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For a few years now I have been looking for interesting books on religion that will guide me in my personal quest for understanding God and my place in religion. While The Jesus Inquest by Charles Foster did not exactly fit that bill, it was certainly an interesting read for a life-long Christian.

Foster, a lawyer, does what few have attempted: show both sides of the Jesus resurrection story. With the death of Jesus two millennium ago, much has been made about the location itself and the tomb that Jesus was to have laid for Friday and Saturday nights before his reported resurrection on Sunday morning.

While he tries, it is pretty easy to get a feel for which side Foster falls on, and when it comes to religion, it is no surprise that we all have sides. Each side presents quite compelling evidence to support their claims and I must say that it was quite interesting to read about the history of the Gospels and the general history of 1st Century Palestine. Those were things not taught in Sunday School or in sermons I listened to for nearly 20 years.

What did I learn from it? I learned there is a lot not being talked about in regular religious discussions. In fact, after finishing the book, I got into a discussion about one argument posited in the book: that those who believe the Bible to be absolute truth must agree that somewhere there is a mistake in the Gospels. What?! Where!? The accounts don't match in relation to who was first to the tomb on Sunday morning and what they saw. I had never thought about it before, but it is true. Thus, we, and I have come to believe that because these stories were written down decades after the actual Passion events, not everything written down is accurate. And if that is the case, what else is just story?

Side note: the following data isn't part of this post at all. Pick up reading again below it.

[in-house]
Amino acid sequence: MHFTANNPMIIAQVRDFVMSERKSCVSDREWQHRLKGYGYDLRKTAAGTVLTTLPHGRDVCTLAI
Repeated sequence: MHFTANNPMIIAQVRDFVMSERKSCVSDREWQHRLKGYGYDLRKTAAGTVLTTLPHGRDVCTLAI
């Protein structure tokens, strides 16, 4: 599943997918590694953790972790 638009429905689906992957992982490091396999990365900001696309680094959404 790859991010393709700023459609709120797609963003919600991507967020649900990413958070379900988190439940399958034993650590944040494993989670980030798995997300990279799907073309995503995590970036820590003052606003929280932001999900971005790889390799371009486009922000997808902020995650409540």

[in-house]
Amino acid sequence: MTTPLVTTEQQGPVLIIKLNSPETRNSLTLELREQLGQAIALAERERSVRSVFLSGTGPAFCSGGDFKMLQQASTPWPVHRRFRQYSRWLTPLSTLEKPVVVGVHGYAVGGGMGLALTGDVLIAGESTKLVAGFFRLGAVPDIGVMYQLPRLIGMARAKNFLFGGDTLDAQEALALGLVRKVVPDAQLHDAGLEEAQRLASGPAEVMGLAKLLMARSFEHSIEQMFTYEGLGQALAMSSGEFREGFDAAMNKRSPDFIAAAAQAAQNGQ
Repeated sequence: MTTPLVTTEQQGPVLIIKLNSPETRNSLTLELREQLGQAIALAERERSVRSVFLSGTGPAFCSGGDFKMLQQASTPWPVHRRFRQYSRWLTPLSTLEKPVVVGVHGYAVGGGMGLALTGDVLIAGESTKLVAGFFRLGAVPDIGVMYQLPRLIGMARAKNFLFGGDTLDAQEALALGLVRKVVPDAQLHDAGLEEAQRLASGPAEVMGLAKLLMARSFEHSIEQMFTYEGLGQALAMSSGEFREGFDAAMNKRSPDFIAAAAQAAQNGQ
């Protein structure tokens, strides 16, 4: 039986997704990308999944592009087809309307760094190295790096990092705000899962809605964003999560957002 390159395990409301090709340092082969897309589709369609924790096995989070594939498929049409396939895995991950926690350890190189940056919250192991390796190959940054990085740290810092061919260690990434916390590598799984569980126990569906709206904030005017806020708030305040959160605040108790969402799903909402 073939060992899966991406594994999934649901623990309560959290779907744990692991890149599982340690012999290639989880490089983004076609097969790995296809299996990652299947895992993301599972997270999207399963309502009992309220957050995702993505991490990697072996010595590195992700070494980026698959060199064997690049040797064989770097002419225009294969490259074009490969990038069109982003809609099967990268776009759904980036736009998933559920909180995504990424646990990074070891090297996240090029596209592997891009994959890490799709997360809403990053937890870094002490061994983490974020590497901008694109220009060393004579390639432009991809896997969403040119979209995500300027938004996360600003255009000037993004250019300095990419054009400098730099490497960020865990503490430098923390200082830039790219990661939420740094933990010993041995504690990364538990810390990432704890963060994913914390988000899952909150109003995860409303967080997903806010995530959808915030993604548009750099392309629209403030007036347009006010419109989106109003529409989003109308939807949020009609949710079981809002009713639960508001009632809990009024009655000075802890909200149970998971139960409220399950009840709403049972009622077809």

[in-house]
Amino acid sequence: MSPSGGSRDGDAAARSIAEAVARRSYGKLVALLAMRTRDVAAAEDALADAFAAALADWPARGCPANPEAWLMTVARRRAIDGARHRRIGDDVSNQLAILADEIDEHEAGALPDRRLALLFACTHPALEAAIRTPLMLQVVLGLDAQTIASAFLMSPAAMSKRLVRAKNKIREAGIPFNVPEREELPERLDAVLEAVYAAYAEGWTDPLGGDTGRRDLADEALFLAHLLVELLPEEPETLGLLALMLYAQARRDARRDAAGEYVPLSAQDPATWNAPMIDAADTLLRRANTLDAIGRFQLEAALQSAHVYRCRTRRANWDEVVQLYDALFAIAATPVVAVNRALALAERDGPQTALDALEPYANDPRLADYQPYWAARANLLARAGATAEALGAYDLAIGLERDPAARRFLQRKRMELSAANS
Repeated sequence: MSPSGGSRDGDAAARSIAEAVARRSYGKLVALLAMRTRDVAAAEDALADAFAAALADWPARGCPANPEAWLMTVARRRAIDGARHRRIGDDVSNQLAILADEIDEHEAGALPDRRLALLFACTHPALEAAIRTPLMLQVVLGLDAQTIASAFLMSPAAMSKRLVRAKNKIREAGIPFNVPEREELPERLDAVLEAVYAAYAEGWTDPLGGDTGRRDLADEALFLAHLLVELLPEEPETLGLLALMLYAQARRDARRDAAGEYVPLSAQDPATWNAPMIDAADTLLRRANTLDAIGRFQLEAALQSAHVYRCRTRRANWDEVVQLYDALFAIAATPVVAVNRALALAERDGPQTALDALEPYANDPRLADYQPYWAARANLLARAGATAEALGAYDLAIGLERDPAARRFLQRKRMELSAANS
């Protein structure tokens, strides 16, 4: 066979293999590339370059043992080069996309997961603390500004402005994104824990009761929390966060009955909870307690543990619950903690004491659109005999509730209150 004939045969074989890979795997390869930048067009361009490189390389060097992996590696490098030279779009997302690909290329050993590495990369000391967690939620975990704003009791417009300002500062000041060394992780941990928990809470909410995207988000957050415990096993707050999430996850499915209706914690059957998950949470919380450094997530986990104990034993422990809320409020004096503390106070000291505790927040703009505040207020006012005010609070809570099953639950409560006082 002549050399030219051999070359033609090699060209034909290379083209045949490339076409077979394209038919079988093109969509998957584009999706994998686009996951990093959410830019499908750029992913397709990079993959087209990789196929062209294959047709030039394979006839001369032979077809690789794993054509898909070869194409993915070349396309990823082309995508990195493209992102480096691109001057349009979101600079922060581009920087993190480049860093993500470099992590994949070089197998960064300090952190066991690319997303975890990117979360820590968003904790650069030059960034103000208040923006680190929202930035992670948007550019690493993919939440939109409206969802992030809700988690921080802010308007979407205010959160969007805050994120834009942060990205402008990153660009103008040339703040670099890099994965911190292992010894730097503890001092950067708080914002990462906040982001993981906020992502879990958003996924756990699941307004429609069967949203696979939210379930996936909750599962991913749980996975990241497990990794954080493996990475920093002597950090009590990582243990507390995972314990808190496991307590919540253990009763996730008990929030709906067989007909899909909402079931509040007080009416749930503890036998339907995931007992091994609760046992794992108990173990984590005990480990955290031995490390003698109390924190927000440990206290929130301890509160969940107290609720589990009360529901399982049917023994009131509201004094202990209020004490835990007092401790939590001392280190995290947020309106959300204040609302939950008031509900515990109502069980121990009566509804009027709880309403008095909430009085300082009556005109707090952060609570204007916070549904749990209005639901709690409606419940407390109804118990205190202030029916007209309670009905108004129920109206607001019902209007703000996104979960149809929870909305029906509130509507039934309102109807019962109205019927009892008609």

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Jesus Inquest is a remarkable book that you've never really heard of most likely, but you honestly should have. The book is written by Charles Foster who is a barrister in the U.K., which if you don't know means he understands the rules of law quite well. He was a believer in the resurrection of Jesus but found many defenses quite lacking. His questions weren't being answered and he doesn't care much for many works of apologetics by Christians. He wanted to put forward the case from the opposite end as strongly as he could and see how he could respond.

Thus, you have a dialogue between two people, X and Y. Foster writes out both dialogues and Y is the position of the Christian defending the resurrection of Jesus. X throws out most any objection that he can which means sometimes he will hold contradictory positions, but this is because Foster is trying to be as thorough as possible. X will use popular objections, such as ideas that Jesus traveled to India after somehow surviving the crucifixion, as well as more scholarly objections. He'll use crank theories like the Talpiot Tomb as well as real theories like the hallucination hypothesis.

X's case is quite often indeed impressive. One can read his side and think "I wonder how Y will answer that when he gets there." Due to the wide range of subjects covered, there's no doubt Foster did a lot of research for this book. In the end after examining both sides, Foster still has a strong case that Jesus did in fact rise from the dead and the objections from the other side can be answered and for the most part, they are answered quite admirably.

Some readers might be troubled that Foster doesn't take an approach of Inerrancy, but that could also be a help since so many Christians marry Inerrancy to Scripture.